This example doesn’t take into consideration one major factor: rising home values. If your $400,000 house appreciates 3% per year over the next 10 years, it’ll be worth $537,566.55. That’s an extra $137,566.55 in potential profit on your housing investment. An added bonus: You’ll have $128,005.47 of tax-deductible mortgage interest. Buying a home is $92,430.71 more expensive than renting over 10 years if you add up the total ongoing and upfront costs. However, you end up with $103,175.24 in equity in a home that you own. That leaves you with a net financial benefit of $10,744.53 for a decade of owning versus renting.

The bottom line: The $240,000 of rent you pay will yield you $0 in equity and no ownership of your shelter. In other words, your principal can’t be recouped if you pay rent.

Pros and cons of buying a house versus renting


 You’ll build equity in a home that you own.
 You could use your home equity through a cash-out refinance or home equity loan or line of credit to pay off debt, fund college expenses or make home improvements.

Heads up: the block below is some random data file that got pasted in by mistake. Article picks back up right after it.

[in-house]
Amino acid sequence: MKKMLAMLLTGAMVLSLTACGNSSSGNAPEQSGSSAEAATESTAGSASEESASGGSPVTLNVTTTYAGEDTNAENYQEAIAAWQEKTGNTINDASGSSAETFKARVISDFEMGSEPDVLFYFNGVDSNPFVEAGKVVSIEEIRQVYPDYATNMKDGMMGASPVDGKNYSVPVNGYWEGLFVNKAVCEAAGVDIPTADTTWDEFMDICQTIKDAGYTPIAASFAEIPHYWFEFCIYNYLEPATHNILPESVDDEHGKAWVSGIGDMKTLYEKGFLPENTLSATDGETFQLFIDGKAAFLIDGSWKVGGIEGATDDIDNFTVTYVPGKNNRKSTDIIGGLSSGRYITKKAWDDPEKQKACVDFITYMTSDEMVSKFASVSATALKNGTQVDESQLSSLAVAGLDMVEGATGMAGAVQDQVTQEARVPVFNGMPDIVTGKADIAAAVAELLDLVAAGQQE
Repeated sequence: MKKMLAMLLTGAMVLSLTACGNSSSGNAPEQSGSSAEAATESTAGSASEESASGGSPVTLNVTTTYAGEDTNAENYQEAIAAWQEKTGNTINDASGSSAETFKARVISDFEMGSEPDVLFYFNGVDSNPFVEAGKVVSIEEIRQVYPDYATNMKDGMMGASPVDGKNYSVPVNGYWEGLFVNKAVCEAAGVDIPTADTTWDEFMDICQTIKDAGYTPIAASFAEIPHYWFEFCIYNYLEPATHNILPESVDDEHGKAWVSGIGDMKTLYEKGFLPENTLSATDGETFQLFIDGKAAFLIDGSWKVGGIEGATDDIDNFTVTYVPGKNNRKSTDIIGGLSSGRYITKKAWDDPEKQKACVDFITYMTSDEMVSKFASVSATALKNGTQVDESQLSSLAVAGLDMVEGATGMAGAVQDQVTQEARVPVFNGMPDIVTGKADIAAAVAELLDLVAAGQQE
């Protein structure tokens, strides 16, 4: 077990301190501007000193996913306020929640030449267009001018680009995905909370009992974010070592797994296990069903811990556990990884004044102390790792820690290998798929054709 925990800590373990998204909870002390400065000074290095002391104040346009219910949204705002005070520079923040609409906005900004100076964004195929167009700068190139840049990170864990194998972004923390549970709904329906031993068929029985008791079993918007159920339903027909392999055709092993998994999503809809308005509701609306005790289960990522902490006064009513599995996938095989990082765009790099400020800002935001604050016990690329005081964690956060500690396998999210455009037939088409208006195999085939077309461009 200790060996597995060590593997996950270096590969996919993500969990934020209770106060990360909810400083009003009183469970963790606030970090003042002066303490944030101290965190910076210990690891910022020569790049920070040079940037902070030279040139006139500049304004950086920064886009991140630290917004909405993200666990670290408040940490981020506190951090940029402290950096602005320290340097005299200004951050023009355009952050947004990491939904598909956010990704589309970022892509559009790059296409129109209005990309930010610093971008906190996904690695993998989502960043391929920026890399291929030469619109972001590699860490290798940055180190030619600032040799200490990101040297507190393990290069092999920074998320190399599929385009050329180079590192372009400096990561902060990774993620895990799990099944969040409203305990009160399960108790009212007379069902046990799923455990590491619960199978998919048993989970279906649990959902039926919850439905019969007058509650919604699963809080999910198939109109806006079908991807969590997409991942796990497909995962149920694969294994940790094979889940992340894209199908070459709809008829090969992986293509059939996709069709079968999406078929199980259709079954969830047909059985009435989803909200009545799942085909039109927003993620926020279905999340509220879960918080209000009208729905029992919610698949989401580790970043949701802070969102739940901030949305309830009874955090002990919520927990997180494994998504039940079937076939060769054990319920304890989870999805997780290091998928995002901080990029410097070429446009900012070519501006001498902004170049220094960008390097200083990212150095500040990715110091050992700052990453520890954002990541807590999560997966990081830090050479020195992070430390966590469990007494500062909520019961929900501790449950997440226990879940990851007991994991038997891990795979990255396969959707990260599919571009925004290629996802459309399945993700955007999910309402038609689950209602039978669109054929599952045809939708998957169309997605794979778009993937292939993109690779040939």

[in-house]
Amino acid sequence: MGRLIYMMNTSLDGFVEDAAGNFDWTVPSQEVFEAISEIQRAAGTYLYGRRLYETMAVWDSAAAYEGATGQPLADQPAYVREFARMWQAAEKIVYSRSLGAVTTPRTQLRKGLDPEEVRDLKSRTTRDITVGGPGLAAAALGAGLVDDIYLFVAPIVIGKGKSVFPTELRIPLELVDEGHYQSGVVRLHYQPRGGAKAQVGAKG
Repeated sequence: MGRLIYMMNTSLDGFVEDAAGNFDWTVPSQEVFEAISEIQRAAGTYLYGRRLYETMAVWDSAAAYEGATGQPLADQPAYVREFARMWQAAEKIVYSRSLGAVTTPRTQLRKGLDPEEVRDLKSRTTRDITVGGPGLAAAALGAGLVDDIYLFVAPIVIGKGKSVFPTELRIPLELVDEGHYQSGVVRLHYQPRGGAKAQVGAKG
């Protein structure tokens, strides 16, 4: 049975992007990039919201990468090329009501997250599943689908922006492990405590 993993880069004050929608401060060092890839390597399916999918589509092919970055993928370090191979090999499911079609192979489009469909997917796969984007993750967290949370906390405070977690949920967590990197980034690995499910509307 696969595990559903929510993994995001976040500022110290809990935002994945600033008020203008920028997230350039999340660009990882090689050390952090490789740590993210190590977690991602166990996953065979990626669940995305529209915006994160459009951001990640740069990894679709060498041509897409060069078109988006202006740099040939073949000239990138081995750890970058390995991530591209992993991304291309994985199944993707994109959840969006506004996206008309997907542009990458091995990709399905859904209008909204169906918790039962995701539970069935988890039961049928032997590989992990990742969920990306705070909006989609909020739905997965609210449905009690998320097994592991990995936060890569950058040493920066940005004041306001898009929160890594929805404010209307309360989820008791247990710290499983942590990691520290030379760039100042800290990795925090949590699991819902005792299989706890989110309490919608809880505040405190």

You may be able to write off some or all of the loan’s mortgage interest and closing costs.
 You’re 10 years closer to owning your shelter free and clear.


 You’ll spend extra money upfront on a down payment, closing costs and ongoing monthly expenses if you choose homebuying versus renting.
 You’re stuck paying ongoing repair, maintenance and property tax expenses.
 You’ll pay an average of 5.07% in real estate commissions and other closing costs when you sell your home.
 Your home value could drop in a housing downturn, leaving you with an underwater mortgage.

The economic, social and personal benefits of homeownership

Researchers have studied the socioeconomic effects of owning a home for years to help government policymakers make homeownership more attainable. Below are findings from some of those studies:

  • Homeowners’ net worth was $255,000 in 2019 compared with renters at $6,300, according to Federal Reserve data.